I think the "middle" Jeff perceives in Massachusetts is really just the left in power. But frankly, Portland and even the state in general seems to be a long way ahead of Massachusetts on public policy. So I am trying to figure out what it is that makes Massachusetts better. Oregon has medical marijuana, death with dignity, funds abortions, urban growth boundaries, huge investments in new transit, the Region 2040 plan, ... there are a lot of unusual public policies. What is it that Massachusetts is doing that should be emulated in Oregon? More erudite talk show hosts and callers?

  • (Show?)

    What is it that Massachusetts is doing that should be emulated in Oregon?

    I can think of one thing-- equal rights for all (gay marriage).

  • (Show?)

    Jeff--

    Don't I know that feeling. I've run into that myself. I'm trying to set aside a bit of time each week to get our of the house (and away from the toddler) and head into the office. Since the new site's in Drupal, I can help to troubleshoot, teach people to use it, etc.

    But that saying has always been one of my favorite things. It definitely sums up how I feel.

  • (Show?)

    I was raised in Massachusetts, and I appreciate Jeff's post. Politics in the Bay State aren't always on right/left lines. Divisions are also tribal and regional, and allies and enemies can change, depending on the issue. Politics in Oregon, as well as other states in the West, are far more polarized than in any New England state.

    There are broader ranges within the parties. There are plenty of Democrats in Massachusetts who are socially conservative, and plenty of Republicans who support environmental programs. Abortion and environment are generally not partisan issues in Massachusetts.

    Election results in Massachusetts show that it's very Democratic, almost like a Reverse Idaho, but there are far more registered independents than Democrats, and turnout in Democratic primaries is very low. Independents tend to vote Democratic for Legislature and Congress, and since 1990, have supported Republicans for governor as a check on the Legislature.

    Republican strength is in small pockets, generally 40-50 miles outside Boston, and in towns outside of Springfield, but there really isn't any place where Democrats can't win.

    Part of it, I guess, is that the Democratic vote isn't based on ideology, but power. The closest Republicans came to winning a branch of the Legislature was in 1990, when they won 16 of the 40 seats in the state senate. They lost half of those in a couple of years and only have a half dozen now. If you are constantly down 3-1 or 4-1 in the Legislature, it's hard to attract candidates and even harder to explain why someone should vote for you. In Massachusetts, access is everything -- there isn't much protest or "send a message" voting there.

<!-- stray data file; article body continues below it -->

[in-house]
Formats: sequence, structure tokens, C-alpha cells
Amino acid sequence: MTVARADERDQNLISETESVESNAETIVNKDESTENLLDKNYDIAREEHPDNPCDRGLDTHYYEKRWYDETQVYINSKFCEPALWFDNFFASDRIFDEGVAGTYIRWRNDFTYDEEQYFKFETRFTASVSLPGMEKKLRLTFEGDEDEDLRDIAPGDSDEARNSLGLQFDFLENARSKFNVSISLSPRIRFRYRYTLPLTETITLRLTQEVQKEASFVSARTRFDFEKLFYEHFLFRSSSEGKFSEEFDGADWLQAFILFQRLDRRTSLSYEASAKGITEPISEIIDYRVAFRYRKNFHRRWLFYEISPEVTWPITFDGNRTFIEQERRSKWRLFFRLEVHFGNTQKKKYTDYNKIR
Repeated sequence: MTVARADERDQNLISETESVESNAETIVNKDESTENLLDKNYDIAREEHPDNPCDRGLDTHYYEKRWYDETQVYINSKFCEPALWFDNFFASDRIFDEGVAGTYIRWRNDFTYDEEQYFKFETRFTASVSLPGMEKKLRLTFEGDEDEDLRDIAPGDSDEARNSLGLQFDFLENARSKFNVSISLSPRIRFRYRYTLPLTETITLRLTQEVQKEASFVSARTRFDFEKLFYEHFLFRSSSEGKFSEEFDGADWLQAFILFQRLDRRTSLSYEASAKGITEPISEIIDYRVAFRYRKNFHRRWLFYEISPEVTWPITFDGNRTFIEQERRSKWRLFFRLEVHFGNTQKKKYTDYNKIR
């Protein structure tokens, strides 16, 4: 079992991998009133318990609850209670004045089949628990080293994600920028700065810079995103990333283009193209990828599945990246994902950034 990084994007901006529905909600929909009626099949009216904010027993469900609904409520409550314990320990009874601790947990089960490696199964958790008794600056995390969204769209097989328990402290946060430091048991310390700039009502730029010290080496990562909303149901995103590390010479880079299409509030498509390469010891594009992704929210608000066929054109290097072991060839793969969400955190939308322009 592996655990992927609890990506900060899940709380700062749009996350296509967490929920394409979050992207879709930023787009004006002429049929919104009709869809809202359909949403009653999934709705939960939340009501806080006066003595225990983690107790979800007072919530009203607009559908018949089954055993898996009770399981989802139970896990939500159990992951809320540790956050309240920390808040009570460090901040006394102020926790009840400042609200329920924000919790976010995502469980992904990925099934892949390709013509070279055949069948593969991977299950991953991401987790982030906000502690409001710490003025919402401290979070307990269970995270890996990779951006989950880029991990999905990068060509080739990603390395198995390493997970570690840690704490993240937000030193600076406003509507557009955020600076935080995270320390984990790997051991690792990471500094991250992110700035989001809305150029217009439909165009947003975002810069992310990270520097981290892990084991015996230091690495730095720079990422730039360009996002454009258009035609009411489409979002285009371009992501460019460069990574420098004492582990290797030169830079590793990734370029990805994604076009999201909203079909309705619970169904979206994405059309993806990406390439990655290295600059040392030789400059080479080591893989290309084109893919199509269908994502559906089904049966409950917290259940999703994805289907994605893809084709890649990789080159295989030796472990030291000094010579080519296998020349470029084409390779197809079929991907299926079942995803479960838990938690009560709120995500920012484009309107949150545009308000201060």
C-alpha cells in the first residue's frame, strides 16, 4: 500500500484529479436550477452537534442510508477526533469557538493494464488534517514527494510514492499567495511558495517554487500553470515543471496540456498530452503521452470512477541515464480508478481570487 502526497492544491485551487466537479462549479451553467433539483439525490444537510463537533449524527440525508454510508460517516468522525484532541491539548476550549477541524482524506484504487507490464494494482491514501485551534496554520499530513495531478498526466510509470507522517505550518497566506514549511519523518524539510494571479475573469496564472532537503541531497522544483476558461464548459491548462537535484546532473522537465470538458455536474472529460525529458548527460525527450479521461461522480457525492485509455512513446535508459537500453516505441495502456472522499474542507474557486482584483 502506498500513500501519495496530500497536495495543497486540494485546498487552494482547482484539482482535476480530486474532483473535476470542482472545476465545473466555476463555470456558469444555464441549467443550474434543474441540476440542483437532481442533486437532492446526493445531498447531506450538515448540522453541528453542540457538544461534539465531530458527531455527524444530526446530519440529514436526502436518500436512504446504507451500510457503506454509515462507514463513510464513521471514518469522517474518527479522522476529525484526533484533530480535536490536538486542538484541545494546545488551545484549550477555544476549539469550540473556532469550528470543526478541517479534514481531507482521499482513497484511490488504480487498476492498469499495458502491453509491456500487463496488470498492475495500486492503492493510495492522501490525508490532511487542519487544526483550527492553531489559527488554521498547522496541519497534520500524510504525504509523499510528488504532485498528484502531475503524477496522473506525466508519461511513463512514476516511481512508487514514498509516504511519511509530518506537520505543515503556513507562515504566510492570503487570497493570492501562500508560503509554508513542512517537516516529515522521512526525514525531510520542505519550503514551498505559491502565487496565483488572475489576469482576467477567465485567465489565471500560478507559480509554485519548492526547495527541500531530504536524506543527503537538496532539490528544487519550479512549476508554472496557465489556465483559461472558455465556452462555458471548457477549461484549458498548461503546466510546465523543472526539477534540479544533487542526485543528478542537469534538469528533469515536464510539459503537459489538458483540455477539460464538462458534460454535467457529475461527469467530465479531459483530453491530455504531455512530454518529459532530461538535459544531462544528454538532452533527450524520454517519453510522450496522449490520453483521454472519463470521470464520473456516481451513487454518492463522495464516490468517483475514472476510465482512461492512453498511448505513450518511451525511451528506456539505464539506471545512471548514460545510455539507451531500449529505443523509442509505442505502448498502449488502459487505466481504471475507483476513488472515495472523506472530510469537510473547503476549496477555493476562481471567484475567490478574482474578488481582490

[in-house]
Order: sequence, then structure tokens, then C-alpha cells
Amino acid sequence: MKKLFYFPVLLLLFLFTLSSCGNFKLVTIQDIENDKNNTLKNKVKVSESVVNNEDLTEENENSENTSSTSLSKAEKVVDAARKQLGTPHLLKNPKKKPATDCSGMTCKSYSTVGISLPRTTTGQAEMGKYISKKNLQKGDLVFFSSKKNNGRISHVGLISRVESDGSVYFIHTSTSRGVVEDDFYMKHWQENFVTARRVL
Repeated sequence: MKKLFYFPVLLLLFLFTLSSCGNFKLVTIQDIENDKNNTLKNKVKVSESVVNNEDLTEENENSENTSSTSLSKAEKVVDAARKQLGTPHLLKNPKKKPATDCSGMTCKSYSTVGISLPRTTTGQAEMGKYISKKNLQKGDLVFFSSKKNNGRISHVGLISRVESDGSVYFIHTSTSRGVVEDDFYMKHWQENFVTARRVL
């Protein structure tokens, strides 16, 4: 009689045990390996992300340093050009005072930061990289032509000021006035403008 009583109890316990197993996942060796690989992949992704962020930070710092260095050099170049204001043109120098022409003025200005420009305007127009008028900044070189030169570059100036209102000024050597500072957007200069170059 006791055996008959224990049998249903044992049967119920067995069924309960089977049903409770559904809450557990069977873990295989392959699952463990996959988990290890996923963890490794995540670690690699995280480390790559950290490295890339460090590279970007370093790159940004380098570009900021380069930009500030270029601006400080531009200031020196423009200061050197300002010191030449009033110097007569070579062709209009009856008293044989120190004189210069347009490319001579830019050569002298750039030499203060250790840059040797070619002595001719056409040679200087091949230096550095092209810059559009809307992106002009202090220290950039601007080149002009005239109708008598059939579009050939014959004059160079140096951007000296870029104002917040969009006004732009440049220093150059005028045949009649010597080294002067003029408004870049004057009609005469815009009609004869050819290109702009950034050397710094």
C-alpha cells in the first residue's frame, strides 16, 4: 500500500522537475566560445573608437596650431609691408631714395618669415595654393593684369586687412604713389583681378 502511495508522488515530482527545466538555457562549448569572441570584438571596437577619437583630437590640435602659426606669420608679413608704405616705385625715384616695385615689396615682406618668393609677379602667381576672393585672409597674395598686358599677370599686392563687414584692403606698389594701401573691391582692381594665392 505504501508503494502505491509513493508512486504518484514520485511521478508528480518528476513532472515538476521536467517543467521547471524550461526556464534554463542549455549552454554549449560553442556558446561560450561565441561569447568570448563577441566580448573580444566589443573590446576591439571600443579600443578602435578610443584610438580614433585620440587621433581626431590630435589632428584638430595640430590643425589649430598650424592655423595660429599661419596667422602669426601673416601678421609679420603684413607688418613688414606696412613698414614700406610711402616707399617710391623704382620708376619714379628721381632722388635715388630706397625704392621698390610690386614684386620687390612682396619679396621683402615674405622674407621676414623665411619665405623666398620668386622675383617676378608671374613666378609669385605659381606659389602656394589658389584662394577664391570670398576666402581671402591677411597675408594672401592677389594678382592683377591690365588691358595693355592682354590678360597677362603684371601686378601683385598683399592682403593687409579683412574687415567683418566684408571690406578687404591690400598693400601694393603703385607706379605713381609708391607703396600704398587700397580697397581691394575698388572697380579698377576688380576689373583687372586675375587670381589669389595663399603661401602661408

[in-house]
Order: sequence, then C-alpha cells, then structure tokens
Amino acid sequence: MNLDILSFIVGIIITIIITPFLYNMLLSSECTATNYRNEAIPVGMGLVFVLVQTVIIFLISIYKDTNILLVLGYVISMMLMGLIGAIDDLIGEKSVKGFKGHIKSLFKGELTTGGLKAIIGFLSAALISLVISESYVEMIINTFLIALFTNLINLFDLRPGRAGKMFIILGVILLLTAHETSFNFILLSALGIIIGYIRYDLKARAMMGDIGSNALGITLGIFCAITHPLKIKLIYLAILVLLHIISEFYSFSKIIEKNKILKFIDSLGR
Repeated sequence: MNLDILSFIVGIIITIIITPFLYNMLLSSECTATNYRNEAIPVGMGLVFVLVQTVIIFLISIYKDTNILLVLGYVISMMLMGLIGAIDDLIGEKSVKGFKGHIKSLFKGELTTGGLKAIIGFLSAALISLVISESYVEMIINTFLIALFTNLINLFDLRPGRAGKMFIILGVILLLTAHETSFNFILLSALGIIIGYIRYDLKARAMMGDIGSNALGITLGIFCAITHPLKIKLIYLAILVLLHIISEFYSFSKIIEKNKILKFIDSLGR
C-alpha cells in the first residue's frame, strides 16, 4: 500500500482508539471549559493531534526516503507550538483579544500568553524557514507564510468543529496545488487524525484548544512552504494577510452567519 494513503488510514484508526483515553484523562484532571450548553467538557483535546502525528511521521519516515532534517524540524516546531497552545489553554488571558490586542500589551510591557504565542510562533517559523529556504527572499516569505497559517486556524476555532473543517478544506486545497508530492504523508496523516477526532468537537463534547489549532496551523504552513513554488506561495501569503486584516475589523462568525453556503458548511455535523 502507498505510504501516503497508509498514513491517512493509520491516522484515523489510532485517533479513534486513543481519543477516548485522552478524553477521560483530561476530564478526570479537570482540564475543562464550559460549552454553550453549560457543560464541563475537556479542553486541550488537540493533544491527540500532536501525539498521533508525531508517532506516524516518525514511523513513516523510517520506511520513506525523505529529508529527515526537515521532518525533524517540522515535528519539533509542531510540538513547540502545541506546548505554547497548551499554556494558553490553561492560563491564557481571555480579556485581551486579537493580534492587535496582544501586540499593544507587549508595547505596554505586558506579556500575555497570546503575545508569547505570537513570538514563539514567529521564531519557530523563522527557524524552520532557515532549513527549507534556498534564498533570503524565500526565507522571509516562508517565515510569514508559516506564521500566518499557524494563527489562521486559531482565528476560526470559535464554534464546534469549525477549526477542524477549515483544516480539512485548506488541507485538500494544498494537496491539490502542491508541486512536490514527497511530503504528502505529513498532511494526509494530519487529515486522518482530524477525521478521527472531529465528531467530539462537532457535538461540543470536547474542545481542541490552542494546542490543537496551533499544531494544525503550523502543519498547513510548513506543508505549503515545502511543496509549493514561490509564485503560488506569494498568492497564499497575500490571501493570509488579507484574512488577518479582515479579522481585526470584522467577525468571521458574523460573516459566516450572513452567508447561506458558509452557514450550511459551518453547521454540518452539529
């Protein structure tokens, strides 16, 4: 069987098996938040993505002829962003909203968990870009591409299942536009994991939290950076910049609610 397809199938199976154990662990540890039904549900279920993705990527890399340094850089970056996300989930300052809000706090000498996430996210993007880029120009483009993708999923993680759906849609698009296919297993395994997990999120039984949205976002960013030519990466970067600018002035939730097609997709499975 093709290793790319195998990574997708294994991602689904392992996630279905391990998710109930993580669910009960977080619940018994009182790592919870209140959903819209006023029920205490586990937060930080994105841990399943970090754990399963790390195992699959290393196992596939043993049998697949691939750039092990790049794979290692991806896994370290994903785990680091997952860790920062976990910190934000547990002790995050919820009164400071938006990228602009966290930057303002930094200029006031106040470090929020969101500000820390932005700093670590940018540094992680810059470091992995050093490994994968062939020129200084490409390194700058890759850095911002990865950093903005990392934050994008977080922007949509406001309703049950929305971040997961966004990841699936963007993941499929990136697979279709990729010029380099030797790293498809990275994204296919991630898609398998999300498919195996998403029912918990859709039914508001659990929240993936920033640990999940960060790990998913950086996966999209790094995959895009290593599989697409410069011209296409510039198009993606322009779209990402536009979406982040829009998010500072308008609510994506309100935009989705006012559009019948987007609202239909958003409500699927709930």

I don't think that's better -- it's just different.

  • Andy N. (unverified)
    (Show?)

    Wayne, thanks for that insightful post.

    I've often thought that the problem with Oregon is the scarcity of liberal Republicans AND conservative Democrats (Quick - name one anti-abortion Democrat in state government...or one gun-control Republican). The problem with our state is that our two parties have become wholly owned subsidiaries of the narrow-minded interest groups (Dems - abortion, unions; Repubs - business and guns) and have lost sight of what people like Tom McCall used to represent.

  • Gil Johnson (unverified)
    (Show?)

    I would love to see a political realingment in Oregon, and perhaps the nation, that would create a "middle of the road" party--a party made up of moderate Democrats and Republicans and a helluva a lot of independents.

    There still are moderates in Oregon. Guv Ted has governed like a moderate Republican. Peter Courtney is no flaming liberal. It's hard to find moderate Republicans in the legislature, but in recent years there were Lynn Lundquist and Lane Shetterly. You could probably put Jack Roberts and Ben Westlund into this group.

    A middle of the road party could easily become the majority party in Oregon, considering voters are far less polarized than politicians. This is not only because of the influence of heavy hitter special interests, but because ideological activists control both of the major parties now.

    A party based on pragmatism rather than ideology and special interests might become awfully wonky, or even as boring as The Oregonian's editorial page, but if a few well known moderates came together, it could get off the ground. After all, I'd bet people like Shetterly or Len Hannon would prefer to have some clout in a new party of former moderate D's and R's instead of sticking loyally to their old party.

    The boundaries would be really blurry, I suppose. I'm not sure I'd join such a party or stay with the rest of the lefties in a smaller but closer knit Democratic party.